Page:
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For many entrepreneurs, fulfillment of their dream comes the day their company goes public. If an IPO is in your future, you have a lot to consider before that dream can become a reality. In fact, you'll even want to consider whether an IPO is right for you after all.
An initial public offering can provide significant benefits, such as:
• Capital for additional expansion
• Liquidity for you and your original partners or investors
• Intangibles -- like prestige -- that can bring new opportunities
• Better future positioning to acquire other companies or be acquired
There are also potential negatives. You'll have to:
• Jump through a complex series of regulatory hoops
• Disclose a great deal of confidential information, including several years of financials, to meet stock exchange requirements
• Give up your former level of control
• Spend more internal time and resources on data management and reporting to meet government and Wall Street requirements.
The current global economy isn't particularly IPO-friendly. And if your company is still comparatively small, you may not appear ready to the marketplace -- even if your company is, in fact, financially strong.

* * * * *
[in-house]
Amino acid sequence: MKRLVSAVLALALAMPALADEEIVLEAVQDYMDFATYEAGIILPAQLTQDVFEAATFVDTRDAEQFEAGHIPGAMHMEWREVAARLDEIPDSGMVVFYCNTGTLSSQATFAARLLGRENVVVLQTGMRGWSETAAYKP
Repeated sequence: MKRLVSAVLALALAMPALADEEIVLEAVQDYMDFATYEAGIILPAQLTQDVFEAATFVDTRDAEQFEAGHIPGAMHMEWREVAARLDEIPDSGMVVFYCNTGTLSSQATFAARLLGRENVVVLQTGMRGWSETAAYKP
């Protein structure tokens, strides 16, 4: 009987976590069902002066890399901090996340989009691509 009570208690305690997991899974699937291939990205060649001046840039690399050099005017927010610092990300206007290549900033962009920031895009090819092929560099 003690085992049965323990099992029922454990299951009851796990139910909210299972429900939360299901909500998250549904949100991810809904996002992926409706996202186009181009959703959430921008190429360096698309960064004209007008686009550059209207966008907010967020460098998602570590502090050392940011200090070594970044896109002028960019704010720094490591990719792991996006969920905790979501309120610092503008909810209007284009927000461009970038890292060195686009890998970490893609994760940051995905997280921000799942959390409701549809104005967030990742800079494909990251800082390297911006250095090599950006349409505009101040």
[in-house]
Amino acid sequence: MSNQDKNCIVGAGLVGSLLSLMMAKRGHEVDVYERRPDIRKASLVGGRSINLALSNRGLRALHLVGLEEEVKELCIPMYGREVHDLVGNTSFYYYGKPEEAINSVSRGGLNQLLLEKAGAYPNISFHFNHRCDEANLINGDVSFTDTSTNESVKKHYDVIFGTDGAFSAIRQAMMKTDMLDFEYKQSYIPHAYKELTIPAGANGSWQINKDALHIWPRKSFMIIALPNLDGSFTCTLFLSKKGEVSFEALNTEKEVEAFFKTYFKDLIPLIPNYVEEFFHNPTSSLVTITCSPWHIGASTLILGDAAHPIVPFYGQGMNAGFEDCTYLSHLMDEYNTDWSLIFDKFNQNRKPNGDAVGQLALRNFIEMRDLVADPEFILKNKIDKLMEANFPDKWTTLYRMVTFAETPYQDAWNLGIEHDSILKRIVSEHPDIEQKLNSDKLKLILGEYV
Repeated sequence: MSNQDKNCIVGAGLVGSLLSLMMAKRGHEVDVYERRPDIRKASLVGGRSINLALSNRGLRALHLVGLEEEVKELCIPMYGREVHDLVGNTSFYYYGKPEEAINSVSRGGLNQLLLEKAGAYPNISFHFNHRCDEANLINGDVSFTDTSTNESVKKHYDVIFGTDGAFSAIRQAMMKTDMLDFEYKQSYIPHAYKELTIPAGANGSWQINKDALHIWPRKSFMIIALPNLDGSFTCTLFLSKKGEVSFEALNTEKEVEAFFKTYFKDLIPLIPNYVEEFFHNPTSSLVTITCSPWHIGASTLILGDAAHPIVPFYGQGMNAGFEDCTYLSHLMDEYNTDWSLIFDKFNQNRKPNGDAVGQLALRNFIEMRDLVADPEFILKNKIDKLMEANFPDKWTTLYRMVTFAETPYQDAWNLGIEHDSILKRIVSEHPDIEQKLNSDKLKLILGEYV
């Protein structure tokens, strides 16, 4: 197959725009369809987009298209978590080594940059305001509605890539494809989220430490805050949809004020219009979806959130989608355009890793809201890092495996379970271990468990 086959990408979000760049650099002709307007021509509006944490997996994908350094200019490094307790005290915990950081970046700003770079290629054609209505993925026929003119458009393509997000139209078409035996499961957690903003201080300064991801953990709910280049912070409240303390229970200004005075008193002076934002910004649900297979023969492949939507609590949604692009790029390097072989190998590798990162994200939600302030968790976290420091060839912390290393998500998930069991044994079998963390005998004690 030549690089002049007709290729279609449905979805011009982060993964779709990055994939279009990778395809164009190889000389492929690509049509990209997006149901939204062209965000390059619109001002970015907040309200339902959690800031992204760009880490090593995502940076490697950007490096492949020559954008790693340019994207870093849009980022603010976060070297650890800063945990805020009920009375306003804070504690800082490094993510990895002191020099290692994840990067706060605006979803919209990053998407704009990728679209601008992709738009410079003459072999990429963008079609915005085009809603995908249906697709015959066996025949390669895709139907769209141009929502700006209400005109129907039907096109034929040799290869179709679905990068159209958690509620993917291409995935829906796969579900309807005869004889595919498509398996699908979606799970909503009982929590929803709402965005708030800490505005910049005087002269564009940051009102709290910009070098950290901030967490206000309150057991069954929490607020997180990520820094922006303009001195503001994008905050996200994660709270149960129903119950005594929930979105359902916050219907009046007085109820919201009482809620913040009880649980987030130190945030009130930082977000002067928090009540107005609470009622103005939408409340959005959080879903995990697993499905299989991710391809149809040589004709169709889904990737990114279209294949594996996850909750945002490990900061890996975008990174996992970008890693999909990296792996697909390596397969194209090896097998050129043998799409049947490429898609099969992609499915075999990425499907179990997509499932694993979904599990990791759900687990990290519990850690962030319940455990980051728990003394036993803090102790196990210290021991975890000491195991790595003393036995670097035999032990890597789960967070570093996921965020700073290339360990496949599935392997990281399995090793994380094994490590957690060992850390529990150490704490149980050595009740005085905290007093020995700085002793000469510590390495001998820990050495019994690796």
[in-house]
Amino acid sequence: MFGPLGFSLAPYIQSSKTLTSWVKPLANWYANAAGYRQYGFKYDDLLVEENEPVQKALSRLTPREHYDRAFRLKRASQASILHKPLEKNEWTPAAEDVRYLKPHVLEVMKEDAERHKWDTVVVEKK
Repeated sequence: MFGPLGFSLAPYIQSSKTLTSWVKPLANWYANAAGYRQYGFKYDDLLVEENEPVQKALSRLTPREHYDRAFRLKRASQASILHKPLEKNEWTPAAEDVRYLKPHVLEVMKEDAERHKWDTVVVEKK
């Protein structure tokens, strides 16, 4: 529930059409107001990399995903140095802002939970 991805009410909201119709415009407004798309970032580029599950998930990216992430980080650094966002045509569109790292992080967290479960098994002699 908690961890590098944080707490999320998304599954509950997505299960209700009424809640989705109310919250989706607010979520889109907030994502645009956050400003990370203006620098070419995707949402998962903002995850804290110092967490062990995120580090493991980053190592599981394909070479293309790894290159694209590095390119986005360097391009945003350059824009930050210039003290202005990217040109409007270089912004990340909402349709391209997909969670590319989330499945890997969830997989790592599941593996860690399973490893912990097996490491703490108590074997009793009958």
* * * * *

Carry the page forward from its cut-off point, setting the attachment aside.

Organizing a successful IPO requires:
• A strategic plan. In many ways, this is a more complicated version of the process you undertook to create your company and open the doors.
• A savvy team of financial, legal, management and communications advisors with whom you can work effectively - people with experience in the intricacies and nuances of the IPO process
• A persuasive business model. Your company becomes your product. You'll need to assure the SEC and convince underwriters and investors of your long-term value.
• Strong talking points, an investor relations plan, and the right people to help tell your story
• Well-honed internal processes and reporting. You must be ready for public accountability.
The IPO process can take several months to a year, and your company has to maintain peak performance during that time. An IPO is also very costly.
Ultimately, if you think the time is right to take your company public, you'll want to remember the sage advice you learned in the Boy (or Girl) Scouts: Be prepared.
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